The second thing is for when you’re at your most pressure packed situation. Mine most recently was the Tokyo Olympics where the world was watching. I try to think: I trained the horse to this point on this stage, and I tell myself that if I can do it once, then I can do it again and again and again. In some ways I remove the importance of the situation and I devalue it. It helps me a ton!
Not even close! My degree is in mechanical engineering, and I wouldn’t trade that in the slightest bit.
I will say that the hard thing is that you see a lot of kids in high school wondering if they should go to college or go ride. I was very lucky growing up because my parents were deeply involved in horses. My sister ended up riding professionally and my mom judged at two Olympics – Rio and Hong Kong. We were able to have one horse growing up that we were able to train and compete. When we turned 18, we had to sell everything we had–anything beyond that was 100% on us, and we were to go to school.
I think education is key. I think it’s helpful for relationships with partners and people with an academic background.
Abby is a 1 ½ , and Hudson is 3 ½ .
Abby is going to be in it for sure, she is obsessed! She will sit by the window, point at the horses, and even walk up and down the aisles to feed the horses hay.
Hudson is totally on the fence, but frankly so was I at the time.
Growing up, we had no pressure to ride, and we want to take the same approach. If they really want it and show they want to work hard for it, then we will of course support them in any way.
We couldn’t care less either way, we just want them to be happy, productive members of society.
For sure! I think that is life with horses. There are going to be times where that happens.
I try to have a plan the day before of what I want to work the next day with the horse. But there are going to be days those things go haywire. Say it starts to go sideways and the horse isn’t doing what was planned for the day. I always try to pick a point where I got through or got past what they wanted to do, so I can still come out ahead.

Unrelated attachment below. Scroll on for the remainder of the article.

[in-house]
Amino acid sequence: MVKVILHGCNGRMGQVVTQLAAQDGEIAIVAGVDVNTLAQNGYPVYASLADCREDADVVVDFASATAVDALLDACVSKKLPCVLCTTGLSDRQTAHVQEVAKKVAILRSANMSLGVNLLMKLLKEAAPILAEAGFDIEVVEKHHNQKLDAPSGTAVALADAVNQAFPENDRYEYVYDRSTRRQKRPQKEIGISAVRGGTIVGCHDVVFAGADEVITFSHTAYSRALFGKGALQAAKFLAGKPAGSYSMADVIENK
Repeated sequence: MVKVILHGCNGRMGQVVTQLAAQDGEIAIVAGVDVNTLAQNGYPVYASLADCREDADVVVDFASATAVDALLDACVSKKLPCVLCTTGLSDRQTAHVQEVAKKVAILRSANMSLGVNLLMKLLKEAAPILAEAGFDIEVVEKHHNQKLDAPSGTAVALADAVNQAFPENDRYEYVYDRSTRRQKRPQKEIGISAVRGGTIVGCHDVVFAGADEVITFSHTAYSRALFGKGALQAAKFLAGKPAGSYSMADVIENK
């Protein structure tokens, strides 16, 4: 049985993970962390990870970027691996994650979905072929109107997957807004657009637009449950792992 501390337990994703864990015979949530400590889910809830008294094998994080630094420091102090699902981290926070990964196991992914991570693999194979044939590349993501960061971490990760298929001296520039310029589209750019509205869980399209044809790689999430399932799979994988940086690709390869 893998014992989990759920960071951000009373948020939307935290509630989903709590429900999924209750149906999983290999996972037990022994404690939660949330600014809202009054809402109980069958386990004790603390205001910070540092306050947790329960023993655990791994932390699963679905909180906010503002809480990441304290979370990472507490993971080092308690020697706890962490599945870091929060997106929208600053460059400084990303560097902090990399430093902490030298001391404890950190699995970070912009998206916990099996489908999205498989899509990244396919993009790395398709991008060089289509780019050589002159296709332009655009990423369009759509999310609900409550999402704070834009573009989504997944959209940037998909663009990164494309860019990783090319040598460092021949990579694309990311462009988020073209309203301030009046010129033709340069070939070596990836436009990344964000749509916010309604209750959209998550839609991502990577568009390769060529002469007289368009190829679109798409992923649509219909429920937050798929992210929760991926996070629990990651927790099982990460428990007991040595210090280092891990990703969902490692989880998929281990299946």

I would say canter quality in general is probably the biggest thing I see across the board.
I like to do a warmup with small oxer about 18″ high and 18″ wide with placing rails 7′ from the front and back of the fence. I start at the trot and then move into the canter on a figure-8, which helps with the canter quality.
Equipment-wise I recommend open front boots only. My thought is that if they are hitting the jump you really want them to feel it for both of your safety.
At home, use super heavy wood, preferably 4x4s. The key is to make them feel it, because it will make them more inclined to not keep hitting it, which is going to be huge on the safety aspect of things.
For the most part, we look for weanlings and we gravitate towards Holsteiner x TB crosses. I tend to look for elastic, free flowing horses. I love babies that are a little bit of a punk and go out and play in the pasture. The tiny bit of edge is super helpful!
Our horses do a lot of walking – long hacks with different types of terrain.
Exposing them to different types of terrain can help them with their long-term soundness. If you are only working on a perfect surface all the time, then they are more likely to get hurt on an imperfect surface.